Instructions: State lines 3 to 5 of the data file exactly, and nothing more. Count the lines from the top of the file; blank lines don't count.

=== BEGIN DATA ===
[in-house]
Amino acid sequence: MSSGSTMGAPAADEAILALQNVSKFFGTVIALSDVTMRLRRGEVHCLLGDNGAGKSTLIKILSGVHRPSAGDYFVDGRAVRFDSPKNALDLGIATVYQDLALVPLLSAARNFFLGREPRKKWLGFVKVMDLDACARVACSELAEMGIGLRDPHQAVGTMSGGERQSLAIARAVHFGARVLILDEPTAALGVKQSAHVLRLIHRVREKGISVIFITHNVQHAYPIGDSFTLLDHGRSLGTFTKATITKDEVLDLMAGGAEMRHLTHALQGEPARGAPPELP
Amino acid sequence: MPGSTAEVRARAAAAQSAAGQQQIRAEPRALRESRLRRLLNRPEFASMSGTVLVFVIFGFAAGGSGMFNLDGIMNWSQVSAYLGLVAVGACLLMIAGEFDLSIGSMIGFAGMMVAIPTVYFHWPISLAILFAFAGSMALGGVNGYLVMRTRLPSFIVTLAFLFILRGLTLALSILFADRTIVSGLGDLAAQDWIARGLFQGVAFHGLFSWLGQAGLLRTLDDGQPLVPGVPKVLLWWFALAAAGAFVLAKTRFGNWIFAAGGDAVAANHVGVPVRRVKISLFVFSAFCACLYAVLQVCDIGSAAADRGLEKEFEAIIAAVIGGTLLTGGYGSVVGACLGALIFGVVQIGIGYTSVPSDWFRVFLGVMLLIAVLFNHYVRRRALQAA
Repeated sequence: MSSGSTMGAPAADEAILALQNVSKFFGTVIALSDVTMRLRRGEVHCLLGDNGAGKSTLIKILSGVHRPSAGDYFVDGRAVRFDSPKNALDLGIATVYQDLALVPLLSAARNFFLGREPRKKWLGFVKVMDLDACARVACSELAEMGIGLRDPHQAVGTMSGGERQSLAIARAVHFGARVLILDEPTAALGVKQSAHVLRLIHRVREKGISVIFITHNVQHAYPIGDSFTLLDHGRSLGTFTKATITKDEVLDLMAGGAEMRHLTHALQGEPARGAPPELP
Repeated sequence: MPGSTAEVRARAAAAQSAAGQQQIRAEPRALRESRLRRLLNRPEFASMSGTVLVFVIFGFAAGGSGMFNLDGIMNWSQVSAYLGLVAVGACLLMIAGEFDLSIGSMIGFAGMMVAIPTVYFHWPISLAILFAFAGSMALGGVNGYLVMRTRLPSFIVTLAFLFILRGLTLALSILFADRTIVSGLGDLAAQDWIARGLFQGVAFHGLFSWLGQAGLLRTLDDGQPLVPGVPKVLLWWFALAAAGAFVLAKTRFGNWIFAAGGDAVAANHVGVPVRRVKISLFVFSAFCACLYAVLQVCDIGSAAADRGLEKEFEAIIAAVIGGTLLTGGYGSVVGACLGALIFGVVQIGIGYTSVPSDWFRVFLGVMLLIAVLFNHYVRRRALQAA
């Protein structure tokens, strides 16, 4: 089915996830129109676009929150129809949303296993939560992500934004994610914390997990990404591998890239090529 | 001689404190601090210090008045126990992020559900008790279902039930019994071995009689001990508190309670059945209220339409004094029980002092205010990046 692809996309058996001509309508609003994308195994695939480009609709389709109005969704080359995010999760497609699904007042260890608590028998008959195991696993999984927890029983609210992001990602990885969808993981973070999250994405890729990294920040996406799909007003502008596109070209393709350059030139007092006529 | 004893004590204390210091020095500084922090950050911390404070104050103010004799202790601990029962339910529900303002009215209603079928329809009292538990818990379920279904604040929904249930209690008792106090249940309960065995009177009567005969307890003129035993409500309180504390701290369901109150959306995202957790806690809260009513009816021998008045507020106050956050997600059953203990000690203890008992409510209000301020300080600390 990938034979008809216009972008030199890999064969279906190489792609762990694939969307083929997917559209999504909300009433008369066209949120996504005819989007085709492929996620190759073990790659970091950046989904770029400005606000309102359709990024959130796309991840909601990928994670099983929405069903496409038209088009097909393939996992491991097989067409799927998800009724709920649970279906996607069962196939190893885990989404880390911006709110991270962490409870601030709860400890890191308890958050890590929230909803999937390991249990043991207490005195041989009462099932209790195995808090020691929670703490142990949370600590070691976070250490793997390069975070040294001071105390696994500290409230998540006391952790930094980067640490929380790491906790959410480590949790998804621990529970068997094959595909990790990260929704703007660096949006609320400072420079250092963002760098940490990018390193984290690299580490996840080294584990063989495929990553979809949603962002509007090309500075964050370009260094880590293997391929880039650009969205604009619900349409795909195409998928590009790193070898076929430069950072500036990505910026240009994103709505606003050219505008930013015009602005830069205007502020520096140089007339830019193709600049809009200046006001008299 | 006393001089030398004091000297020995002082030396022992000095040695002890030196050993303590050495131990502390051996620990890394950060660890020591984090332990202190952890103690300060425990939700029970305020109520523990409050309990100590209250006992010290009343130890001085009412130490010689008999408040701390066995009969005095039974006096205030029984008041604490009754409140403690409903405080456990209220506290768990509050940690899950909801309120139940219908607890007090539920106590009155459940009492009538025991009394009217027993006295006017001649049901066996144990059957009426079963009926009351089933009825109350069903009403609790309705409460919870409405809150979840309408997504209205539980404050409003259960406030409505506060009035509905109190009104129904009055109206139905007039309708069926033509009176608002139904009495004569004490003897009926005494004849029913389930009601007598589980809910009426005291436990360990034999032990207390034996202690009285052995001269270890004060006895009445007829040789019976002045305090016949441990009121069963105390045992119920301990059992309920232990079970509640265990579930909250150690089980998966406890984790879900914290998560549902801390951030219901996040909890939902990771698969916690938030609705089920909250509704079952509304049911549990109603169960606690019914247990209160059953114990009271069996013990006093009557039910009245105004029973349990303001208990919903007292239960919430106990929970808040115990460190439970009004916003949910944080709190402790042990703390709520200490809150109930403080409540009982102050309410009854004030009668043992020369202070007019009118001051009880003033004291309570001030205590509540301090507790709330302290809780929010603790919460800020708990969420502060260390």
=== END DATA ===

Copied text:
Amino acid sequence: MPGSTAEVRARAAAAQSAAGQQQIRAEPRALRESRLRRLLNRPEFASMSGTVLVFVIFGFAAGGSGMFNLDGIMNWSQVSAYLGLVAVGACLLMIAGEFDLSIGSMIGFAGMMVAIPTVYFHWPISLAILFAFAGSMALGGVNGYLVMRTRLPSFIVTLAFLFILRGLTLALSILFADRTIVSGLGDLAAQDWIARGLFQGVAFHGLFSWLGQAGLLRTLDDGQPLVPGVPKVLLWWFALAAAGAFVLAKTRFGNWIFAAGGDAVAANHVGVPVRRVKISLFVFSAFCACLYAVLQVCDIGSAAADRGLEKEFEAIIAAVIGGTLLTGGYGSVVGACLGALIFGVVQIGIGYTSVPSDWFRVFLGVMLLIAVLFNHYVRRRALQAA
Repeated sequence: MSSGSTMGAPAADEAILALQNVSKFFGTVIALSDVTMRLRRGEVHCLLGDNGAGKSTLIKILSGVHRPSAGDYFVDGRAVRFDSPKNALDLGIATVYQDLALVPLLSAARNFFLGREPRKKWLGFVKVMDLDACARVACSELAEMGIGLRDPHQAVGTMSGGERQSLAIARAVHFGARVLILDEPTAALGVKQSAHVLRLIHRVREKGISVIFITHNVQHAYPIGDSFTLLDHGRSLGTFTKATITKDEVLDLMAGGAEMRHLTHALQGEPARGAPPELP
Repeated sequence: MPGSTAEVRARAAAAQSAAGQQQIRAEPRALRESRLRRLLNRPEFASMSGTVLVFVIFGFAAGGSGMFNLDGIMNWSQVSAYLGLVAVGACLLMIAGEFDLSIGSMIGFAGMMVAIPTVYFHWPISLAILFAFAGSMALGGVNGYLVMRTRLPSFIVTLAFLFILRGLTLALSILFADRTIVSGLGDLAAQDWIARGLFQGVAFHGLFSWLGQAGLLRTLDDGQPLVPGVPKVLLWWFALAAAGAFVLAKTRFGNWIFAAGGDAVAANHVGVPVRRVKISLFVFSAFCACLYAVLQVCDIGSAAADRGLEKEFEAIIAAVIGGTLLTGGYGSVVGACLGALIFGVVQIGIGYTSVPSDWFRVFLGVMLLIAVLFNHYVRRRALQAA